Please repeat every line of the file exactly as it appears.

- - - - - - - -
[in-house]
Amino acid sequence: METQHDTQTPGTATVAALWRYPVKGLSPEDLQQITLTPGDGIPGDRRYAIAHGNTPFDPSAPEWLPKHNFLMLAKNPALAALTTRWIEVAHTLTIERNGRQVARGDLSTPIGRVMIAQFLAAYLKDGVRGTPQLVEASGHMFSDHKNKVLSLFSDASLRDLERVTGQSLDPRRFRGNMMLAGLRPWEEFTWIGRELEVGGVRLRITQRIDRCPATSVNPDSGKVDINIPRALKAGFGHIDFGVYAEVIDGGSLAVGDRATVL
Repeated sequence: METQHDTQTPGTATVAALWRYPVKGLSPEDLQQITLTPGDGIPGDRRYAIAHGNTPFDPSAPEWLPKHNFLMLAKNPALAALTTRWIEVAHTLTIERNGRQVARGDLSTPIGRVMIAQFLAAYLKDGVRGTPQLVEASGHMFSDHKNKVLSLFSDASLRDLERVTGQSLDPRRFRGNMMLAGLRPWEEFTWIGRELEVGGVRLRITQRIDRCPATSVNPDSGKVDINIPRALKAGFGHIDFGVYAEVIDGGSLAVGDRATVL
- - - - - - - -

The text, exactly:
[in-house]
Amino acid sequence: METQHDTQTPGTATVAALWRYPVKGLSPEDLQQITLTPGDGIPGDRRYAIAHGNTPFDPSAPEWLPKHNFLMLAKNPALAALTTRWIEVAHTLTIERNGRQVARGDLSTPIGRVMIAQFLAAYLKDGVRGTPQLVEASGHMFSDHKNKVLSLFSDASLRDLERVTGQSLDPRRFRGNMMLAGLRPWEEFTWIGRELEVGGVRLRITQRIDRCPATSVNPDSGKVDINIPRALKAGFGHIDFGVYAEVIDGGSLAVGDRATVL
Repeated sequence: METQHDTQTPGTATVAALWRYPVKGLSPEDLQQITLTPGDGIPGDRRYAIAHGNTPFDPSAPEWLPKHNFLMLAKNPALAALTTRWIEVAHTLTIERNGRQVARGDLSTPIGRVMIAQFLAAYLKDGVRGTPQLVEASGHMFSDHKNKVLSLFSDASLRDLERVTGQSLDPRRFRGNMMLAGLRPWEEFTWIGRELEVGGVRLRITQRIDRCPATSVNPDSGKVDINIPRALKAGFGHIDFGVYAEVIDGGSLAVGDRATVL